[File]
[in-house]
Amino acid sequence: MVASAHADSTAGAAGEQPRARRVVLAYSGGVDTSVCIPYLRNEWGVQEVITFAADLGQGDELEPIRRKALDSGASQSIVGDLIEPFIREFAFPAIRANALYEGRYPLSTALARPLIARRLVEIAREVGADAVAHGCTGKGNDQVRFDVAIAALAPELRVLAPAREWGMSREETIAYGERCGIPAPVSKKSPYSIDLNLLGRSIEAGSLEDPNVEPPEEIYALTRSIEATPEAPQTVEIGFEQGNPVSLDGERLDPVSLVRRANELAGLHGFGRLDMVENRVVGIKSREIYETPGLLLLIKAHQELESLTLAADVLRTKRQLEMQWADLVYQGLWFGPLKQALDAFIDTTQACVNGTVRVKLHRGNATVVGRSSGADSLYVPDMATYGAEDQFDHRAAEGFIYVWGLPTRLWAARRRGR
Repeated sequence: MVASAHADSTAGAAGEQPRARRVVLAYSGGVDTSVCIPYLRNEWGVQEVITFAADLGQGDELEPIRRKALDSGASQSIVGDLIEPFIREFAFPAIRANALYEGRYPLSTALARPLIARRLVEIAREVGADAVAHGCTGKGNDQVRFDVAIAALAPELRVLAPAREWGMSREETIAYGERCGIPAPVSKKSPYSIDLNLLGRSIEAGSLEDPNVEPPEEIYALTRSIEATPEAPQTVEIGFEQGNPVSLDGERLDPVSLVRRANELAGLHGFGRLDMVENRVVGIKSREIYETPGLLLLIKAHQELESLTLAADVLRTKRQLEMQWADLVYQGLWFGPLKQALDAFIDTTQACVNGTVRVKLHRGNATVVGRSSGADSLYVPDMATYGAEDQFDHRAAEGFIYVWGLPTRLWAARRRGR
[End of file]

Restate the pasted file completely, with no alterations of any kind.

[in-house]
Amino acid sequence: MVASAHADSTAGAAGEQPRARRVVLAYSGGVDTSVCIPYLRNEWGVQEVITFAADLGQGDELEPIRRKALDSGASQSIVGDLIEPFIREFAFPAIRANALYEGRYPLSTALARPLIARRLVEIAREVGADAVAHGCTGKGNDQVRFDVAIAALAPELRVLAPAREWGMSREETIAYGERCGIPAPVSKKSPYSIDLNLLGRSIEAGSLEDPNVEPPEEIYALTRSIEATPEAPQTVEIGFEQGNPVSLDGERLDPVSLVRRANELAGLHGFGRLDMVENRVVGIKSREIYETPGLLLLIKAHQELESLTLAADVLRTKRQLEMQWADLVYQGLWFGPLKQALDAFIDTTQACVNGTVRVKLHRGNATVVGRSSGADSLYVPDMATYGAEDQFDHRAAEGFIYVWGLPTRLWAARRRGR
Repeated sequence: MVASAHADSTAGAAGEQPRARRVVLAYSGGVDTSVCIPYLRNEWGVQEVITFAADLGQGDELEPIRRKALDSGASQSIVGDLIEPFIREFAFPAIRANALYEGRYPLSTALARPLIARRLVEIAREVGADAVAHGCTGKGNDQVRFDVAIAALAPELRVLAPAREWGMSREETIAYGERCGIPAPVSKKSPYSIDLNLLGRSIEAGSLEDPNVEPPEEIYALTRSIEATPEAPQTVEIGFEQGNPVSLDGERLDPVSLVRRANELAGLHGFGRLDMVENRVVGIKSREIYETPGLLLLIKAHQELESLTLAADVLRTKRQLEMQWADLVYQGLWFGPLKQALDAFIDTTQACVNGTVRVKLHRGNATVVGRSSGADSLYVPDMATYGAEDQFDHRAAEGFIYVWGLPTRLWAARRRGR